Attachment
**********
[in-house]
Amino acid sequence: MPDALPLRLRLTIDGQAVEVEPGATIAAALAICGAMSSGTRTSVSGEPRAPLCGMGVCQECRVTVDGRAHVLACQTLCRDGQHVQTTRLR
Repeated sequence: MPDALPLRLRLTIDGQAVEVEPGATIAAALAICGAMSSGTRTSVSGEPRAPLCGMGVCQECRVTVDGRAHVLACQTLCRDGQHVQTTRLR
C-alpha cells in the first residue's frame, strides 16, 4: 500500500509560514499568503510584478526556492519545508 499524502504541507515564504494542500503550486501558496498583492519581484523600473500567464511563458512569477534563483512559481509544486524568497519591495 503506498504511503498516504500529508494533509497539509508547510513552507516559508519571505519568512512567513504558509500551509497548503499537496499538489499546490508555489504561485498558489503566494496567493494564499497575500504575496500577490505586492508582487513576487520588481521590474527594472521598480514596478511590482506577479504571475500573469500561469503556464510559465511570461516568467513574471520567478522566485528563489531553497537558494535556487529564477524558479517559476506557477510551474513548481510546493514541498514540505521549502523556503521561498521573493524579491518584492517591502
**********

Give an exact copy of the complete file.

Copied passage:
[in-house]
Amino acid sequence: MPDALPLRLRLTIDGQAVEVEPGATIAAALAICGAMSSGTRTSVSGEPRAPLCGMGVCQECRVTVDGRAHVLACQTLCRDGQHVQTTRLR
Repeated sequence: MPDALPLRLRLTIDGQAVEVEPGATIAAALAICGAMSSGTRTSVSGEPRAPLCGMGVCQECRVTVDGRAHVLACQTLCRDGQHVQTTRLR
C-alpha cells in the first residue's frame, strides 16, 4: 500500500509560514499568503510584478526556492519545508 499524502504541507515564504494542500503550486501558496498583492519581484523600473500567464511563458512569477534563483512559481509544486524568497519591495 503506498504511503498516504500529508494533509497539509508547510513552507516559508519571505519568512512567513504558509500551509497548503499537496499538489499546490508555489504561485498558489503566494496567493494564499497575500504575496500577490505586492508582487513576487520588481521590474527594472521598480514596478511590482506577479504571475500573469500561469503556464510559465511570461516568467513574471520567478522566485528563489531553497537558494535556487529564477524558479517559476506557477510551474513548481510546493514541498514540505521549502523556503521561498521573493524579491518584492517591502